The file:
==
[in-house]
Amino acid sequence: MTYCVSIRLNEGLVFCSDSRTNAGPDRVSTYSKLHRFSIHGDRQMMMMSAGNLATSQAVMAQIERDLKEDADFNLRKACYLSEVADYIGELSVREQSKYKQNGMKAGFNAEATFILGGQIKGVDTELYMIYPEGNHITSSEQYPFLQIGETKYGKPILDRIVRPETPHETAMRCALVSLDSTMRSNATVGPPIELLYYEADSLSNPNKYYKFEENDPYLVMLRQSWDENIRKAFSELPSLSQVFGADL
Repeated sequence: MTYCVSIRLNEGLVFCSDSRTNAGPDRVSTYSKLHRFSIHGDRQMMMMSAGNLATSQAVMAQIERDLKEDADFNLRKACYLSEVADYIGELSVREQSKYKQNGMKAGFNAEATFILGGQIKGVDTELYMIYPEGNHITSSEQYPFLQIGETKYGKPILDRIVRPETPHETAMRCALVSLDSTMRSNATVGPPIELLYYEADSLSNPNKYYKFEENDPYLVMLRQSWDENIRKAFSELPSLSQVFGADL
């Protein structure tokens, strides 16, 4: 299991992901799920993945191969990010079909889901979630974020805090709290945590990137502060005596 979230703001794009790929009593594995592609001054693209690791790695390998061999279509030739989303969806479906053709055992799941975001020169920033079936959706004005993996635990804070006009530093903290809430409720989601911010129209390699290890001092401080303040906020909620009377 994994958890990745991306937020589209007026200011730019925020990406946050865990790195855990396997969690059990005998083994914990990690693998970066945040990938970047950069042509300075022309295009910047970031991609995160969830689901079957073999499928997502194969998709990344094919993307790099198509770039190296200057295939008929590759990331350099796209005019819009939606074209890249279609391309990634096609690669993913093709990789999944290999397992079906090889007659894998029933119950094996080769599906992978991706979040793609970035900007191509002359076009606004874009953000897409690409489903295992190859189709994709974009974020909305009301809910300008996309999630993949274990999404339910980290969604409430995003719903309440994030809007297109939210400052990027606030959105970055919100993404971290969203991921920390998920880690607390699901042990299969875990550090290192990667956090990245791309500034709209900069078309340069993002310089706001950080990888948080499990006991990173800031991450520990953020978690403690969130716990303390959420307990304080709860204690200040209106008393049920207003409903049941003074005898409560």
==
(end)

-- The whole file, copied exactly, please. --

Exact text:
[in-house]
Amino acid sequence: MTYCVSIRLNEGLVFCSDSRTNAGPDRVSTYSKLHRFSIHGDRQMMMMSAGNLATSQAVMAQIERDLKEDADFNLRKACYLSEVADYIGELSVREQSKYKQNGMKAGFNAEATFILGGQIKGVDTELYMIYPEGNHITSSEQYPFLQIGETKYGKPILDRIVRPETPHETAMRCALVSLDSTMRSNATVGPPIELLYYEADSLSNPNKYYKFEENDPYLVMLRQSWDENIRKAFSELPSLSQVFGADL
Repeated sequence: MTYCVSIRLNEGLVFCSDSRTNAGPDRVSTYSKLHRFSIHGDRQMMMMSAGNLATSQAVMAQIERDLKEDADFNLRKACYLSEVADYIGELSVREQSKYKQNGMKAGFNAEATFILGGQIKGVDTELYMIYPEGNHITSSEQYPFLQIGETKYGKPILDRIVRPETPHETAMRCALVSLDSTMRSNATVGPPIELLYYEADSLSNPNKYYKFEENDPYLVMLRQSWDENIRKAFSELPSLSQVFGADL
């Protein structure tokens, strides 16, 4: 299991992901799920993945191969990010079909889901979630974020805090709290945590990137502060005596 979230703001794009790929009593594995592609001054693209690791790695390998061999279509030739989303969806479906053709055992799941975001020169920033079936959706004005993996635990804070006009530093903290809430409720989601911010129209390699290890001092401080303040906020909620009377 994994958890990745991306937020589209007026200011730019925020990406946050865990790195855990396997969690059990005998083994914990990690693998970066945040990938970047950069042509300075022309295009910047970031991609995160969830689901079957073999499928997502194969998709990344094919993307790099198509770039190296200057295939008929590759990331350099796209005019819009939606074209890249279609391309990634096609690669993913093709990789999944290999397992079906090889007659894998029933119950094996080769599906992978991706979040793609970035900007191509002359076009606004874009953000897409690409489903295992190859189709994709974009974020909305009301809910300008996309999630993949274990999404339910980290969604409430995003719903309440994030809007297109939210400052990027606030959105970055919100993404971290969203991921920390998920880690607390699901042990299969875990550090290192990667956090990245791309500034709209900069078309340069993002310089706001950080990888948080499990006991990173800031991450520990953020978690403690969130716990303390959420307990304080709860204690200040209106008393049920207003409903049941003074005898409560």